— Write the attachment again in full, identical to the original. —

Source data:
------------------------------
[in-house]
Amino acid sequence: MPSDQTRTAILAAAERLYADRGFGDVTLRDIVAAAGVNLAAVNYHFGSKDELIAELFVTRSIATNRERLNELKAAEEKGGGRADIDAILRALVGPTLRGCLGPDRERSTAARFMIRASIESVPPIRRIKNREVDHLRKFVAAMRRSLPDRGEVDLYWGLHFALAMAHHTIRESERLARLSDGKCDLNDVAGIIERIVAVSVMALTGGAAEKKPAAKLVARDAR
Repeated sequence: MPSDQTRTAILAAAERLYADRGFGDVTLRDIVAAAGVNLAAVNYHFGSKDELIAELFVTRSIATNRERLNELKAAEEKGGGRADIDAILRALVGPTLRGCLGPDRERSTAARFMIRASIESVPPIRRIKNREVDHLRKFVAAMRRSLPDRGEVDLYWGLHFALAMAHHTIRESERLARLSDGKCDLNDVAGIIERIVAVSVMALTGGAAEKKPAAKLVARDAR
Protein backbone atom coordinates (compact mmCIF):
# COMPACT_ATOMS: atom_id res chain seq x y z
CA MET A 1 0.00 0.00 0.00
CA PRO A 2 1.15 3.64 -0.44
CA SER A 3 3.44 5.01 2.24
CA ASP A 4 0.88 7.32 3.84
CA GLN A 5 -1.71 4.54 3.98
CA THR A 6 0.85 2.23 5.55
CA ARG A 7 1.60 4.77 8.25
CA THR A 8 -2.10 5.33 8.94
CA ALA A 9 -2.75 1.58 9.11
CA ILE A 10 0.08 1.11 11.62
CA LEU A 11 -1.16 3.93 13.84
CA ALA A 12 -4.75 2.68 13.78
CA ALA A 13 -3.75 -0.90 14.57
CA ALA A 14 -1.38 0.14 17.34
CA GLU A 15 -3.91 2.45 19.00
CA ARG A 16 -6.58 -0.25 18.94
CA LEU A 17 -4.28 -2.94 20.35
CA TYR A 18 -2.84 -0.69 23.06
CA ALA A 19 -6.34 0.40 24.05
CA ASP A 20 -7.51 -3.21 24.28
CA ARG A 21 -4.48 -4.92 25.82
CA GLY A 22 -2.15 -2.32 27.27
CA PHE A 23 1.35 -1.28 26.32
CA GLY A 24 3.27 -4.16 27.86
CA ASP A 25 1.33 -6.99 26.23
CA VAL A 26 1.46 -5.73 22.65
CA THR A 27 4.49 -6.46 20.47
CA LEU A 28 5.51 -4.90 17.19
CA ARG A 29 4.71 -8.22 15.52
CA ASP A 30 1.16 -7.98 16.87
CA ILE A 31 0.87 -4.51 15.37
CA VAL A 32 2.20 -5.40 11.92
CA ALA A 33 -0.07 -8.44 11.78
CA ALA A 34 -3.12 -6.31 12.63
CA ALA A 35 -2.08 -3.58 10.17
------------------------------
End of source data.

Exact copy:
[in-house]
Amino acid sequence: MPSDQTRTAILAAAERLYADRGFGDVTLRDIVAAAGVNLAAVNYHFGSKDELIAELFVTRSIATNRERLNELKAAEEKGGGRADIDAILRALVGPTLRGCLGPDRERSTAARFMIRASIESVPPIRRIKNREVDHLRKFVAAMRRSLPDRGEVDLYWGLHFALAMAHHTIRESERLARLSDGKCDLNDVAGIIERIVAVSVMALTGGAAEKKPAAKLVARDAR
Repeated sequence: MPSDQTRTAILAAAERLYADRGFGDVTLRDIVAAAGVNLAAVNYHFGSKDELIAELFVTRSIATNRERLNELKAAEEKGGGRADIDAILRALVGPTLRGCLGPDRERSTAARFMIRASIESVPPIRRIKNREVDHLRKFVAAMRRSLPDRGEVDLYWGLHFALAMAHHTIRESERLARLSDGKCDLNDVAGIIERIVAVSVMALTGGAAEKKPAAKLVARDAR
Protein backbone atom coordinates (compact mmCIF):
# COMPACT_ATOMS: atom_id res chain seq x y z
CA MET A 1 0.00 0.00 0.00
CA PRO A 2 1.15 3.64 -0.44
CA SER A 3 3.44 5.01 2.24
CA ASP A 4 0.88 7.32 3.84
CA GLN A 5 -1.71 4.54 3.98
CA THR A 6 0.85 2.23 5.55
CA ARG A 7 1.60 4.77 8.25
CA THR A 8 -2.10 5.33 8.94
CA ALA A 9 -2.75 1.58 9.11
CA ILE A 10 0.08 1.11 11.62
CA LEU A 11 -1.16 3.93 13.84
CA ALA A 12 -4.75 2.68 13.78
CA ALA A 13 -3.75 -0.90 14.57
CA ALA A 14 -1.38 0.14 17.34
CA GLU A 15 -3.91 2.45 19.00
CA ARG A 16 -6.58 -0.25 18.94
CA LEU A 17 -4.28 -2.94 20.35
CA TYR A 18 -2.84 -0.69 23.06
CA ALA A 19 -6.34 0.40 24.05
CA ASP A 20 -7.51 -3.21 24.28
CA ARG A 21 -4.48 -4.92 25.82
CA GLY A 22 -2.15 -2.32 27.27
CA PHE A 23 1.35 -1.28 26.32
CA GLY A 24 3.27 -4.16 27.86
CA ASP A 25 1.33 -6.99 26.23
CA VAL A 26 1.46 -5.73 22.65
CA THR A 27 4.49 -6.46 20.47
CA LEU A 28 5.51 -4.90 17.19
CA ARG A 29 4.71 -8.22 15.52
CA ASP A 30 1.16 -7.98 16.87
CA ILE A 31 0.87 -4.51 15.37
CA VAL A 32 2.20 -5.40 11.92
CA ALA A 33 -0.07 -8.44 11.78
CA ALA A 34 -3.12 -6.31 12.63
CA ALA A 35 -2.08 -3.58 10.17